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Investor Protections and Concentrated Ownership: Assessing Corporate Control Mechanisms in the Netherlands

  • Robert S. Chirinko
  • Hans van Ees
  • Harry Garretsen
  • Elmer Sterken

The Berle-Means problem - information and incentive asymmetries disrupting relations between knowledgeable managers and remote investors - has remained a durable issue engaging researchers since the 1930's. However, the Berle-Means paradigm - widely-dispersed, helpless investors facing strong, entrenched managers - is under stress in the wake of the cross-country evidence presented by La Porta, Lopez-de-Silanes, Shleifer, and Vishny and their legal approach to corporate control. This paper continues to investigate the roles of investor protections and concentrated ownership by examining firm behaviour in the Netherlands. Our within country analysis generates two key results. First, the role of investor protections emphasized in the legal approach is not sustained. Rather, we find that performance is enhanced when the firm is freed of equity market constraints, a result that we attribute to the relaxation of the myopia constraints imposed by relatively uninformed investors. Second, ownership concentration does not have a discernible impact on firm performance, which may reflect large shareholders' dual role in lowering the costs of managerial agency problems but raising the agency costs of expropriation.

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Paper provided by CESifo Group Munich in its series CESifo Working Paper Series with number 864.

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Date of creation: 2003
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Handle: RePEc:ces:ceswps:_864
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  1. Rafael LaPorta & Florencio Lopez-de-Silanes & Andrei Shleifer & Robert W. Vishny, . "Law and Finance," Working Paper 19451, Harvard University OpenScholar.
  2. Andrei Shleifer & Robert W. Vishny, 1995. "A Survey of Corporate Governance," Harvard Institute of Economic Research Working Papers 1741, Harvard - Institute of Economic Research.
  3. Jeremy S. S. Edwards & Alfons J. Weichenrieder, 2004. "Ownership Concentration and Share Valuation," German Economic Review, Verein für Socialpolitik, vol. 5(2), pages 143-171, 05.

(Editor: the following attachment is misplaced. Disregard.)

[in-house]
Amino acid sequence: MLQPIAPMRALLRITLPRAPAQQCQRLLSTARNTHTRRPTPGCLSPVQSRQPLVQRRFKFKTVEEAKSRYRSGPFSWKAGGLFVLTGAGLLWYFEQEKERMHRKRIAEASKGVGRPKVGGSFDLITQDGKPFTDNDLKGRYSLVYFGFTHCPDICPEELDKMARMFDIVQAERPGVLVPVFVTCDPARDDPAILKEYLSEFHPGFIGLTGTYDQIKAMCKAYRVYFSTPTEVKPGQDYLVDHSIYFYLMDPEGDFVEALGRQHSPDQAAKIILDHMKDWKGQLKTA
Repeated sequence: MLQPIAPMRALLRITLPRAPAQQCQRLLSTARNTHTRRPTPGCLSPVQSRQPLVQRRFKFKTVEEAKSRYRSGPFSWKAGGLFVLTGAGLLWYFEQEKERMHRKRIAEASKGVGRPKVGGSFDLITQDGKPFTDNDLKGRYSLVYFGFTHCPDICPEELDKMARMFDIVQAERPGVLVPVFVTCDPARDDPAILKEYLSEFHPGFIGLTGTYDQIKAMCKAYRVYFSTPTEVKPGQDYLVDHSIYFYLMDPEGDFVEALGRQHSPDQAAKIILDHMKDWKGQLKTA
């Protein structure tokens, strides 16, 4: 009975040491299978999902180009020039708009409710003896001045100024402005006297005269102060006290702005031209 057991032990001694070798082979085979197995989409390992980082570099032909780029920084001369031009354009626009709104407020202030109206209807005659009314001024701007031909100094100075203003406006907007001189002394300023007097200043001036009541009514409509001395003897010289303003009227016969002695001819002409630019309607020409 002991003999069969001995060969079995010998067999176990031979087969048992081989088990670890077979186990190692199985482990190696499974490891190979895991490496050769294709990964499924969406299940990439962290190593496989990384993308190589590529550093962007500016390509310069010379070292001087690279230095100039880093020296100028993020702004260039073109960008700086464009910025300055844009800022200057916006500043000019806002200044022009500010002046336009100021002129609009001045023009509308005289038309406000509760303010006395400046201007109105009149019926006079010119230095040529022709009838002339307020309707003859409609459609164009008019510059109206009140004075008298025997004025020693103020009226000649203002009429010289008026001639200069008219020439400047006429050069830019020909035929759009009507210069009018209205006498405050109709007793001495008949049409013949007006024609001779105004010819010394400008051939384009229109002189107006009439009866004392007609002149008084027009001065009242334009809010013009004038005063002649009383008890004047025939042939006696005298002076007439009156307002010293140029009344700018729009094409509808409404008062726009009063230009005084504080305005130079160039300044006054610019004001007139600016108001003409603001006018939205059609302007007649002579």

4. William J. Carney, 1997. "Large Bank Stockholders In Germany: Saviors Or Substitutes?," Journal of Applied Corporate Finance, Morgan Stanley, vol. 9(4), pages 74-82.
  5. Marco Becht & Fabrizio Barca, 2001. "The control of corporate Europe," ULB Institutional Repository 2013/13302, ULB -- Universite Libre de Bruxelles.
  6. Rafael La Porta & Florencio Lopez-de-Silanes & Andrei Shleifer, 1998. "Corporate Ownership Around the World," Harvard Institute of Economic Research Working Papers 1840, Harvard - Institute of Economic Research.
  7. Michael E. Porter, 1992. "Capital Choices: Changing The Way America Invests In Industry," Journal of Applied Corporate Finance, Morgan Stanley, vol. 5(2), pages 4-16.
  8. Jensen, Michael C, 1986. "Agency Costs of Free Cash Flow, Corporate Finance, and Takeovers," American Economic Review, American Economic Association, vol. 76(2), pages 323-29, May.
  9. Kaplan, Steven N, 1994. "Top Executive Rewards and Firm Performance: A Comparison of Japan and the United States," Journal of Political Economy, University of Chicago Press, vol. 102(3), pages 510-46, June.
  10. George Gelauff & Corina den Broeder, 1997. "Governance of stakeholder relationships: The German and Dutch experience," Chapters in SUERF Studies, SUERF - The European Money and Finance Forum.
  11. repec:oup:qjecon:v:112:y:1997:i:3:p:693-728 is not listed on IDEAS
  12. Kabir, M.R. & de Jong, A. & Marra, T.A. & Röell, A.A., 2001. "Ownership and control in the Netherlands," Other publications TiSEM 67a9b6d3-f632-4853-a53d-f, Tilburg University, School of Economics and Management.
  13. Mark J. Roe, 1997. "The Political Roots Of American Corporate Finance," Journal of Applied Corporate Finance, Morgan Stanley, vol. 9(4), pages 8-22.
  14. Rafael La Porta & Florencio Lopez-de-Silane & Andrei Shleifer & Robert W. Vishny, 1996. "Trust in Large Organizations," NBER Working Papers 5864, National Bureau of Economic Research, Inc.
  15. Erik Bohlin, 1997. "A Survey of Managerial Incentives and Investment Bias - Common Structure but Differing Assumptions," Journal of Business Finance & Accounting, Wiley Blackwell, vol. 24(2), pages 197-248.
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